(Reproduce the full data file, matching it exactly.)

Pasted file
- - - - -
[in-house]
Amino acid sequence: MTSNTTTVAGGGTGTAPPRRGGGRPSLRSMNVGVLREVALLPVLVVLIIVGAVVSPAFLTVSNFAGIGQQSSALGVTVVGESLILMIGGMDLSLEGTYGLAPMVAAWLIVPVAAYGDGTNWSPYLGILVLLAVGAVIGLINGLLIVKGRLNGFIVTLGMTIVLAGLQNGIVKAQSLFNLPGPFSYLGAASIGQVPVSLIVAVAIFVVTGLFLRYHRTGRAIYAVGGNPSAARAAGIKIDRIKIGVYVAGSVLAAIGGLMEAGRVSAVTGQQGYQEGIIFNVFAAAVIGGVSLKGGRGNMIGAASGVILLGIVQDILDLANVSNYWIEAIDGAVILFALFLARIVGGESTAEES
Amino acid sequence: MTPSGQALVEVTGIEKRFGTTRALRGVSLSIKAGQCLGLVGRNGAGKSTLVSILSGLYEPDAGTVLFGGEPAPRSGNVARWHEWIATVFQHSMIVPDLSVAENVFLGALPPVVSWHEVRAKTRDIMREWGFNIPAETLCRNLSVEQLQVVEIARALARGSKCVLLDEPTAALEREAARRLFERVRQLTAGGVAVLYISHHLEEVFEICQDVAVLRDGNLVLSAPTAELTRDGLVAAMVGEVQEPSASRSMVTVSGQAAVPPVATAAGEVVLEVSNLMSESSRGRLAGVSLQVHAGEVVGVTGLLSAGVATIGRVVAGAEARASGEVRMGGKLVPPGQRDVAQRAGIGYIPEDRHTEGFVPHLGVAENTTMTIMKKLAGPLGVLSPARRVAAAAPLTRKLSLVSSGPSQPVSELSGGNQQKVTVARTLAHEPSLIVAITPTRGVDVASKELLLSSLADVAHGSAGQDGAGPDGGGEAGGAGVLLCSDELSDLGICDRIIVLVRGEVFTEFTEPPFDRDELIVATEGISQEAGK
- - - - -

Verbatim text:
[in-house]
Amino acid sequence: MTSNTTTVAGGGTGTAPPRRGGGRPSLRSMNVGVLREVALLPVLVVLIIVGAVVSPAFLTVSNFAGIGQQSSALGVTVVGESLILMIGGMDLSLEGTYGLAPMVAAWLIVPVAAYGDGTNWSPYLGILVLLAVGAVIGLINGLLIVKGRLNGFIVTLGMTIVLAGLQNGIVKAQSLFNLPGPFSYLGAASIGQVPVSLIVAVAIFVVTGLFLRYHRTGRAIYAVGGNPSAARAAGIKIDRIKIGVYVAGSVLAAIGGLMEAGRVSAVTGQQGYQEGIIFNVFAAAVIGGVSLKGGRGNMIGAASGVILLGIVQDILDLANVSNYWIEAIDGAVILFALFLARIVGGESTAEES
Amino acid sequence: MTPSGQALVEVTGIEKRFGTTRALRGVSLSIKAGQCLGLVGRNGAGKSTLVSILSGLYEPDAGTVLFGGEPAPRSGNVARWHEWIATVFQHSMIVPDLSVAENVFLGALPPVVSWHEVRAKTRDIMREWGFNIPAETLCRNLSVEQLQVVEIARALARGSKCVLLDEPTAALEREAARRLFERVRQLTAGGVAVLYISHHLEEVFEICQDVAVLRDGNLVLSAPTAELTRDGLVAAMVGEVQEPSASRSMVTVSGQAAVPPVATAAGEVVLEVSNLMSESSRGRLAGVSLQVHAGEVVGVTGLLSAGVATIGRVVAGAEARASGEVRMGGKLVPPGQRDVAQRAGIGYIPEDRHTEGFVPHLGVAENTTMTIMKKLAGPLGVLSPARRVAAAAPLTRKLSLVSSGPSQPVSELSGGNQQKVTVARTLAHEPSLIVAITPTRGVDVASKELLLSSLADVAHGSAGQDGAGPDGGGEAGGAGVLLCSDELSDLGICDRIIVLVRGEVFTEFTEPPFDRDELIVATEGISQEAGK